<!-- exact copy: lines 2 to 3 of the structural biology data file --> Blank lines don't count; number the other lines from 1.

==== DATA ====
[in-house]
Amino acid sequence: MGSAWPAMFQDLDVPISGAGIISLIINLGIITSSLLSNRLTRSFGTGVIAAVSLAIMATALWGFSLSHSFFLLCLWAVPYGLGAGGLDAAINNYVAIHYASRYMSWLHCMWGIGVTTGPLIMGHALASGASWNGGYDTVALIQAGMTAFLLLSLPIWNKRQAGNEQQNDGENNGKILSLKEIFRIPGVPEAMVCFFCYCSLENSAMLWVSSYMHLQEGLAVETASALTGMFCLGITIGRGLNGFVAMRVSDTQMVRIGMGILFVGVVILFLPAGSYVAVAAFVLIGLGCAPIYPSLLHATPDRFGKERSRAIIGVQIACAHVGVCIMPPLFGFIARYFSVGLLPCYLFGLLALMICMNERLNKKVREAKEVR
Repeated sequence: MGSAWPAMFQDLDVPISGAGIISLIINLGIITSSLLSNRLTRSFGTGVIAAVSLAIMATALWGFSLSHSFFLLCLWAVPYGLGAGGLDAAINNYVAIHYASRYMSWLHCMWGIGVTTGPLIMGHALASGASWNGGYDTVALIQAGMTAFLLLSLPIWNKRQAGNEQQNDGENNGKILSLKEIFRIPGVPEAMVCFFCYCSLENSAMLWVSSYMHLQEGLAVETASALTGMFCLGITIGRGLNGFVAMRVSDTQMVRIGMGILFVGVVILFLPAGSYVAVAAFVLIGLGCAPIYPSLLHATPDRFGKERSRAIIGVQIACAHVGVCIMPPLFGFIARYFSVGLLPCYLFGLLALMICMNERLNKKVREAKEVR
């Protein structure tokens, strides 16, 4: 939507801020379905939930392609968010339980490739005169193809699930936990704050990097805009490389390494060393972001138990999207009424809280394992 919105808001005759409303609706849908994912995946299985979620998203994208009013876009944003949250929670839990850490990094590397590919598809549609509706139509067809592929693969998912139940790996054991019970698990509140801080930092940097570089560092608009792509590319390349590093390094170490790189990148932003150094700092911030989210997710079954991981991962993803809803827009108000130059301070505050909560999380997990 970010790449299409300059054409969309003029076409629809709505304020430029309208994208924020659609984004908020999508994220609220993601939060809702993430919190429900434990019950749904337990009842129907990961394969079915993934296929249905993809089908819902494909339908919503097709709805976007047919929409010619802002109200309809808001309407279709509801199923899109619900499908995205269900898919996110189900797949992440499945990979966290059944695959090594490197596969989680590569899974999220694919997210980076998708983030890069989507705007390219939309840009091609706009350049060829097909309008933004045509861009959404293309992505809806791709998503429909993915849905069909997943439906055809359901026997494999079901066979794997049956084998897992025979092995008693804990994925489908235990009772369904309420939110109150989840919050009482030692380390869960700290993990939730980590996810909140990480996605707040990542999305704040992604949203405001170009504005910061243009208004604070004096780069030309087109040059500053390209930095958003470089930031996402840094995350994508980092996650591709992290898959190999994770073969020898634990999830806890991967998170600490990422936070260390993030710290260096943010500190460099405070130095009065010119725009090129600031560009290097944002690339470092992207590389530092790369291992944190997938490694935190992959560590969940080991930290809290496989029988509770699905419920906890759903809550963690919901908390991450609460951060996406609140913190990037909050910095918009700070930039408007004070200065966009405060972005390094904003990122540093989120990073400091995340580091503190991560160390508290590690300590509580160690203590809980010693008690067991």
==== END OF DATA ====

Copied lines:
Amino acid sequence: MGSAWPAMFQDLDVPISGAGIISLIINLGIITSSLLSNRLTRSFGTGVIAAVSLAIMATALWGFSLSHSFFLLCLWAVPYGLGAGGLDAAINNYVAIHYASRYMSWLHCMWGIGVTTGPLIMGHALASGASWNGGYDTVALIQAGMTAFLLLSLPIWNKRQAGNEQQNDGENNGKILSLKEIFRIPGVPEAMVCFFCYCSLENSAMLWVSSYMHLQEGLAVETASALTGMFCLGITIGRGLNGFVAMRVSDTQMVRIGMGILFVGVVILFLPAGSYVAVAAFVLIGLGCAPIYPSLLHATPDRFGKERSRAIIGVQIACAHVGVCIMPPLFGFIARYFSVGLLPCYLFGLLALMICMNERLNKKVREAKEVR
Repeated sequence: MGSAWPAMFQDLDVPISGAGIISLIINLGIITSSLLSNRLTRSFGTGVIAAVSLAIMATALWGFSLSHSFFLLCLWAVPYGLGAGGLDAAINNYVAIHYASRYMSWLHCMWGIGVTTGPLIMGHALASGASWNGGYDTVALIQAGMTAFLLLSLPIWNKRQAGNEQQNDGENNGKILSLKEIFRIPGVPEAMVCFFCYCSLENSAMLWVSSYMHLQEGLAVETASALTGMFCLGITIGRGLNGFVAMRVSDTQMVRIGMGILFVGVVILFLPAGSYVAVAAFVLIGLGCAPIYPSLLHATPDRFGKERSRAIIGVQIACAHVGVCIMPPLFGFIARYFSVGLLPCYLFGLLALMICMNERLNKKVREAKEVR